Philip Radcliffe R.I.P.
A little less than a year ago, I had the privilege of presenting our Special Achievement award to a man who, in his own quiet and unassuming way, was one of the great heroes of arts journalism (and one of my own favourite people) Philip Radcliffe, who was retiring after more than six decades of reviewing and reporting.
Phil, who died last week, was one of the founders and leading lights of the Manchester Theatre Awards as well as its predecessor, the MEN Theatre Awards. His glittering career not only included getting to hang out with The Beatles and numerous other luminaries but also discovering Ian McKellen as a schoolboy, a story he gleefully and hilariously recounted as he collected his award in front of a visibly astonished, star-studded audience.
Amongst many other outlets, he reviewed for the Bolton Evening News, where he got his start as a callow youth; The Manchester Guardian; the Manchester Evening News; the Daily Mail; The Sunday Times; The Daily Telegraph; The Times Literary Supplement; The Times Higher Education Supplement; John O'London's Weekly; the South China Morning Post; the LA Times; and The Arts Desk.
He was a genuinely inspiring figure not only to many of us working in the arts world but also to hundreds of the Communications students he tutored and supported over the years, both here and in America. A steadfast champion of properly researched reviewing even, or especially, when it was under threat, he himself wrote with enviable erudition, a deep knowledge of the subject, an understated wit, genial good humour and all-round common sense. He was also, I should add, blessed with the sort of dapper dress sense not often seen amongst theatre critics! As theatre itself goes through changes and challenges, the sort of values represented by Phil should never be forgotten or fall foul of fashion.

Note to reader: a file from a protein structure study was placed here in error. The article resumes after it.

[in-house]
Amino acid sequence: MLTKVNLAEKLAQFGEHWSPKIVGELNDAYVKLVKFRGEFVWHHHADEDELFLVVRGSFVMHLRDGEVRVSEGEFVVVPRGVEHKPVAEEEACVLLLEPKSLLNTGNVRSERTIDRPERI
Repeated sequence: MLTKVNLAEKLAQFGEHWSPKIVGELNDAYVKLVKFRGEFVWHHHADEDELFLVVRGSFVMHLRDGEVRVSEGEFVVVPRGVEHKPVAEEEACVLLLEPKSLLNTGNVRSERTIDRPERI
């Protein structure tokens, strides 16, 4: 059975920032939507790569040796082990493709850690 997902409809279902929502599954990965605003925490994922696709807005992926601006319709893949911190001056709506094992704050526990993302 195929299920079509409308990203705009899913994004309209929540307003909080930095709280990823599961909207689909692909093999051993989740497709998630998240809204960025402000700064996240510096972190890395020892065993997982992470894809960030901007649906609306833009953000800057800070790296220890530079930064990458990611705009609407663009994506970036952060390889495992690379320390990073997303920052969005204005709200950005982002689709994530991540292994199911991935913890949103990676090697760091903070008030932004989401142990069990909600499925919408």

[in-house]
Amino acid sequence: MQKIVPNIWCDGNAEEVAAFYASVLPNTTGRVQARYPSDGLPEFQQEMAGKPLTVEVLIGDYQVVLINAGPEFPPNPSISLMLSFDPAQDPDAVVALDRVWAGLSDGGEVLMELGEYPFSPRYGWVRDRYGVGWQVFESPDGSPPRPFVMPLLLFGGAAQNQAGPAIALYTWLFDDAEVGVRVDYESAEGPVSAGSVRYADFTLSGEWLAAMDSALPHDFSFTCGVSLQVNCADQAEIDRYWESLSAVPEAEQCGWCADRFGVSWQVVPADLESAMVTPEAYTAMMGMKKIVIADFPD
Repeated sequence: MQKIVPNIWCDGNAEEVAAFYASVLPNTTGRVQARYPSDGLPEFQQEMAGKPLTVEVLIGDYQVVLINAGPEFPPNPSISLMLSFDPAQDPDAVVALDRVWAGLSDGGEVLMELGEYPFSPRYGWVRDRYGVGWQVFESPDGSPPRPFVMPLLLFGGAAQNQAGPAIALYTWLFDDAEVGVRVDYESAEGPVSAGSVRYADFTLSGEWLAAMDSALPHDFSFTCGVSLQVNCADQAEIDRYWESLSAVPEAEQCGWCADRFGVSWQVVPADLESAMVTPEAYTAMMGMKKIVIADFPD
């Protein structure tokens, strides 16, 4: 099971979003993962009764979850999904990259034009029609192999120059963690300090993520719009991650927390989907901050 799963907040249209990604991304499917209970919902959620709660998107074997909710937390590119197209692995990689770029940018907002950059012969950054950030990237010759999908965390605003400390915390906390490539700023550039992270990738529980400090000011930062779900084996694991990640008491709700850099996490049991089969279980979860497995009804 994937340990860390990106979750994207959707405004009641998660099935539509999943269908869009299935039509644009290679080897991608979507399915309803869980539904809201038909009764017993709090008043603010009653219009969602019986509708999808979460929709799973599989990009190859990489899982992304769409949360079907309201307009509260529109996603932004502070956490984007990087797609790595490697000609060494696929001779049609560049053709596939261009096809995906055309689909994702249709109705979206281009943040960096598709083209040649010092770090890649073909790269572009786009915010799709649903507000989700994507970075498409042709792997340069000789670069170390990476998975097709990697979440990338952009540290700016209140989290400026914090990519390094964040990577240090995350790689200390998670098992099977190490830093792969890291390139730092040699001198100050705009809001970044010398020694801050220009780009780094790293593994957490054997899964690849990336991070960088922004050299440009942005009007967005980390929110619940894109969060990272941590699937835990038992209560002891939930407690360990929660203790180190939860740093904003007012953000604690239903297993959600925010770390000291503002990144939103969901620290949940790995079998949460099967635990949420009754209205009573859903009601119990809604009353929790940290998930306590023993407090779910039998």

Personally, I first met Phil when I had my first real job – and I use the term loosely – as editor of the Manchester University Students Union newspaper. My opposite number, working for the University’s Communications Department, was the impeccably professional Phil Radcliffe, while I was pretty much the archetypal long-haired student, full of half-arsed theories and attitude. But I learned a huge amount from the ever-tolerant, never-ageing Phil about how it was possible to act like a real grown-up without knocking the fun out of what we were both lucky enough to be doing for a living, which was writing about and sharing something we truly loved.
When our paths crossed subsequently at the Manchester Evening News and, of course, the Awards, Phil had lost none of his kindness, his wry intelligence or his humility. Nor indeed, the sort of irrepressible sense of mischief that would see him and his son, the broadcaster Mark Radcliffe, breezing into the Press Box at Manchester City home games whether or not they had been invited or expected! But, really, Philip Radcliffe was welcome wherever he went and his death is an unbearably sad loss to his beloved wife Jill, to his family, and to his friends in the world of journalism and the arts. We shall not, I suspect, see his like again.